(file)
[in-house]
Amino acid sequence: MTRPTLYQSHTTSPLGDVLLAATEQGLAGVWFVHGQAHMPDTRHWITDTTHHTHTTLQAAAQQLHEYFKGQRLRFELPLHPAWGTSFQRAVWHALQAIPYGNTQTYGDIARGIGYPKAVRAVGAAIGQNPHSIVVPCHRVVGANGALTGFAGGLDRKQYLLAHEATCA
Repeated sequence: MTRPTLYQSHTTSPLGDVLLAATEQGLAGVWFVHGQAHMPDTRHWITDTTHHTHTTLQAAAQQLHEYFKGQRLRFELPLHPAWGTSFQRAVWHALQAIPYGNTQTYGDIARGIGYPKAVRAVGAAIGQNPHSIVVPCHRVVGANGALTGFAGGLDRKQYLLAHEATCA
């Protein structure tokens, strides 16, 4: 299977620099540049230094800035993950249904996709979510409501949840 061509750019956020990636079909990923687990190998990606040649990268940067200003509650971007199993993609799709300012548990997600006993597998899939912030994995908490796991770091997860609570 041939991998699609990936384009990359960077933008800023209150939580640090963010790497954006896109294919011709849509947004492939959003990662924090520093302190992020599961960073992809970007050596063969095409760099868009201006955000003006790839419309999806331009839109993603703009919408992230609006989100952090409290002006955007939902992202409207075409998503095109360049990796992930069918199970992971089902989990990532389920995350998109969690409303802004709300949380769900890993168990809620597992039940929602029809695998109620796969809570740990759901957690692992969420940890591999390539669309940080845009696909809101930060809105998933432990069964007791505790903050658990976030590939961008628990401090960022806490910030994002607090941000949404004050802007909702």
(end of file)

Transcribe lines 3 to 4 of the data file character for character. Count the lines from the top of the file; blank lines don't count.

Repeated sequence: MTRPTLYQSHTTSPLGDVLLAATEQGLAGVWFVHGQAHMPDTRHWITDTTHHTHTTLQAAAQQLHEYFKGQRLRFELPLHPAWGTSFQRAVWHALQAIPYGNTQTYGDIARGIGYPKAVRAVGAAIGQNPHSIVVPCHRVVGANGALTGFAGGLDRKQYLLAHEATCA
């Protein structure tokens, strides 16, 4: 299977620099540049230094800035993950249904996709979510409501949840 061509750019956020990636079909990923687990190998990606040649990268940067200003509650971007199993993609799709300012548990997600006993597998899939912030994995908490796991770091997860609570 041939991998699609990936384009990359960077933008800023209150939580640090963010790497954006896109294919011709849509947004492939959003990662924090520093302190992020599961960073992809970007050596063969095409760099868009201006955000003006790839419309999806331009839109993603703009919408992230609006989100952090409290002006955007939902992202409207075409998503095109360049990796992930069918199970992971089902989990990532389920995350998109969690409303802004709300949380769900890993168990809620597992039940929602029809695998109620796969809570740990759901957690692992969420940890591999390539669309940080845009696909809101930060809105998933432990069964007791505790903050658990976030590939961008628990401090960022806490910030994002607090941000949404004050802007909702």